Recent Press

Leveraging Data for Academic Growth

One of the most exciting parts about teaching is seeing the amazing academic growth that students can make within a school year. As a data-driven school, we are constantly using a variety of assessments to determine students’ academic understanding and growth. A key tool in the tracking of this growth is the MAP test that students take three times during the school year. Without any prior knowledge of this test or the meaning of students’ scores, I was unaware at the start of the year just how much these MAP scores would tell me about my students’ understanding and growth over the course of the year.

At first glance, a MAP score is just a number – but when used to examine student academic achievement and to plan for further instruction, this number is crucial. By using information about the knowledge needed to achieve different score ranges, the first grade team worked to compile instructional plans to target the needs of students at all levels of the academic spectrum.

One of the most exciting stories of growth from my class was a boy who was new to KIPP as a first-grader. He came to us as a struggling reader, and I was concerned about his academic performance for much of the year. In first grade, the ability to read becomes increasingly crucial to academic success in all subject areas, as students are steadily required to read and understand more of their work. When we took the Fall MAP test, this new student’s score was not surprising based on what I had already observed – he was in the 19th percentile in Reading. Throughout the year, he worked so hard to become a better reader. It was often frustrating for him, and there were times when he didn’t want to try anymore. After months of hard work, however, it was as if it suddenly clicked. By our Winter MAP test, he had jumped to the 36th percentile in Reading. As he continued to become a more proficient reader, it was most exciting to also see the love for reading that he developed. His confidence grew astoundingly, and he came with joy to read with me each day. When the Spring MAP test arrived, he scored in the 48th percentile. For him, and for me, this 30-percentile change was evidence of all of the hard work he had put in throughout the school year. From reading on a mid-Kindergarten level when he arrived at KIPP, to leaving first grade reading on grade level, he had made astounding growth.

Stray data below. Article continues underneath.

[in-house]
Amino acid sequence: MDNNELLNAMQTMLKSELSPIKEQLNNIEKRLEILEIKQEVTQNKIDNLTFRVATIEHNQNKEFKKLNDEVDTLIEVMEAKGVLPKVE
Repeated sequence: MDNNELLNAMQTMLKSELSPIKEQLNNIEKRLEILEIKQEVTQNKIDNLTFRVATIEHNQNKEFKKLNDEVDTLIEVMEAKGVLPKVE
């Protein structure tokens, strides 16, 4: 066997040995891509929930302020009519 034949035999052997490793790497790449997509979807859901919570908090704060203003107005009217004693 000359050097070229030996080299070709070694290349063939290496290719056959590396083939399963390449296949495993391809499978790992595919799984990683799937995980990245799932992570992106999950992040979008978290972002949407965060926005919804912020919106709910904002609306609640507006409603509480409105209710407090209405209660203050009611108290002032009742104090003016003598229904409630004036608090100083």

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Carissa Godwin
Chief of External Affairs